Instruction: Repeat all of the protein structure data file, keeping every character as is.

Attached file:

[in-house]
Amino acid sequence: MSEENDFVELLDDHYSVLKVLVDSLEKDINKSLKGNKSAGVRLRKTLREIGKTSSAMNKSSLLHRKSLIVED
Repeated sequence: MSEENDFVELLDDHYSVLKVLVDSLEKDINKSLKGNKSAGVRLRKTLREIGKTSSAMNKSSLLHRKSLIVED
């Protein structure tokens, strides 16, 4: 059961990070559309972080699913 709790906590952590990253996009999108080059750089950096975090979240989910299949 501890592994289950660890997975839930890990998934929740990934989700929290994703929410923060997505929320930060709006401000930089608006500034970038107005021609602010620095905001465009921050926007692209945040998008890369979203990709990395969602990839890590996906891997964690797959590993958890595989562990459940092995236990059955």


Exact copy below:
[in-house]
Amino acid sequence: MSEENDFVELLDDHYSVLKVLVDSLEKDINKSLKGNKSAGVRLRKTLREIGKTSSAMNKSSLLHRKSLIVED
Repeated sequence: MSEENDFVELLDDHYSVLKVLVDSLEKDINKSLKGNKSAGVRLRKTLREIGKTSSAMNKSSLLHRKSLIVED
């Protein structure tokens, strides 16, 4: 059961990070559309972080699913 709790906590952590990253996009999108080059750089950096975090979240989910299949 501890592994289950660890997975839930890990998934929740990934989700929290994703929410923060997505929320930060709006401000930089608006500034970038107005021609602010620095905001465009921050926007692209945040998008890369979203990709990395969602990839890590996906891997964690797959590993958890595989562990459940092995236990059955």